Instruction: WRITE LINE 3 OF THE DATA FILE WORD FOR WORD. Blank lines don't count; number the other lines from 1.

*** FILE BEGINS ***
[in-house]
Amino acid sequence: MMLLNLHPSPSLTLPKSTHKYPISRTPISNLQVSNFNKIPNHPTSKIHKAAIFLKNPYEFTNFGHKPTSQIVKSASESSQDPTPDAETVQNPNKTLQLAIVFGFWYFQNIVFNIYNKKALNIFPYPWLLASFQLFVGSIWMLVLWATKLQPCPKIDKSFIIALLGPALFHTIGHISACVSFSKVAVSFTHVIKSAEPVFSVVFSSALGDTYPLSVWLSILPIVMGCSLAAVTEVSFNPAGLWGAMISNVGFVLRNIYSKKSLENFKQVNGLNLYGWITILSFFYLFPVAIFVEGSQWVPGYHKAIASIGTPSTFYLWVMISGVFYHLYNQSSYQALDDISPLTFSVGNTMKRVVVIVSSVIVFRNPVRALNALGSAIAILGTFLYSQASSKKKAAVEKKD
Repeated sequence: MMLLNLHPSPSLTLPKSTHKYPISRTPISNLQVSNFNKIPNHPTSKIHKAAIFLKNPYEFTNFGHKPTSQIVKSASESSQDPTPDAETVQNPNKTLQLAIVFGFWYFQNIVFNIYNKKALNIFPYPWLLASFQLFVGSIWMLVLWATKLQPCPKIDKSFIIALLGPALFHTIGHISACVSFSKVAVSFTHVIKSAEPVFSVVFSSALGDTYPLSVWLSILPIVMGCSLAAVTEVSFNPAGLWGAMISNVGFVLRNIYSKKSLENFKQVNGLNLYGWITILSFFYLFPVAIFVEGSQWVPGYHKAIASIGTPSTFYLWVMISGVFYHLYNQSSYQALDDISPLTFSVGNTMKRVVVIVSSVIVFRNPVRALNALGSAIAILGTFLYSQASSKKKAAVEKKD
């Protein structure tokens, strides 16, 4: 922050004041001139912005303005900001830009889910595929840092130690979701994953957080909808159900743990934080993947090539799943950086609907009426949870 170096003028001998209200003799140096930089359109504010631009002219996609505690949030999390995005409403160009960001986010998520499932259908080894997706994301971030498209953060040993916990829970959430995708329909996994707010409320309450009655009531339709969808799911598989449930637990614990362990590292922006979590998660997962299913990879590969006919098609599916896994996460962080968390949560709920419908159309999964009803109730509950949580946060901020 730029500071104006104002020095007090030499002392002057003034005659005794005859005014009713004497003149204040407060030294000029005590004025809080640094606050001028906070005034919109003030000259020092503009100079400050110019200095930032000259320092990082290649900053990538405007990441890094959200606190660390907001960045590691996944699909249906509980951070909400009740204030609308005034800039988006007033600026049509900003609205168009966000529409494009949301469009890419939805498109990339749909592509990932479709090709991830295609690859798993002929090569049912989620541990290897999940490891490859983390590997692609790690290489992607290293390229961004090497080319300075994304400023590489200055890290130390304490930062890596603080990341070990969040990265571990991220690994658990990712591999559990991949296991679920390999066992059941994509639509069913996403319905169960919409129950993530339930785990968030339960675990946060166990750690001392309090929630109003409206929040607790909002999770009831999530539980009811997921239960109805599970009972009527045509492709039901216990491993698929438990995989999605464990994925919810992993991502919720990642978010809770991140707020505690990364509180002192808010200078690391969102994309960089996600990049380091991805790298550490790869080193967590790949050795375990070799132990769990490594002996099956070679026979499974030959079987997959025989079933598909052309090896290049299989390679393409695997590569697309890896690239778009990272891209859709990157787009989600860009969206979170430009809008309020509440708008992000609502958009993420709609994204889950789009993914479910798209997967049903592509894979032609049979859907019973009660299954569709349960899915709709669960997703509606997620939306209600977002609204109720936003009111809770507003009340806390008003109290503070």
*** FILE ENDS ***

Repeated sequence: MMLLNLHPSPSLTLPKSTHKYPISRTPISNLQVSNFNKIPNHPTSKIHKAAIFLKNPYEFTNFGHKPTSQIVKSASESSQDPTPDAETVQNPNKTLQLAIVFGFWYFQNIVFNIYNKKALNIFPYPWLLASFQLFVGSIWMLVLWATKLQPCPKIDKSFIIALLGPALFHTIGHISACVSFSKVAVSFTHVIKSAEPVFSVVFSSALGDTYPLSVWLSILPIVMGCSLAAVTEVSFNPAGLWGAMISNVGFVLRNIYSKKSLENFKQVNGLNLYGWITILSFFYLFPVAIFVEGSQWVPGYHKAIASIGTPSTFYLWVMISGVFYHLYNQSSYQALDDISPLTFSVGNTMKRVVVIVSSVIVFRNPVRALNALGSAIAILGTFLYSQASSKKKAAVEKKD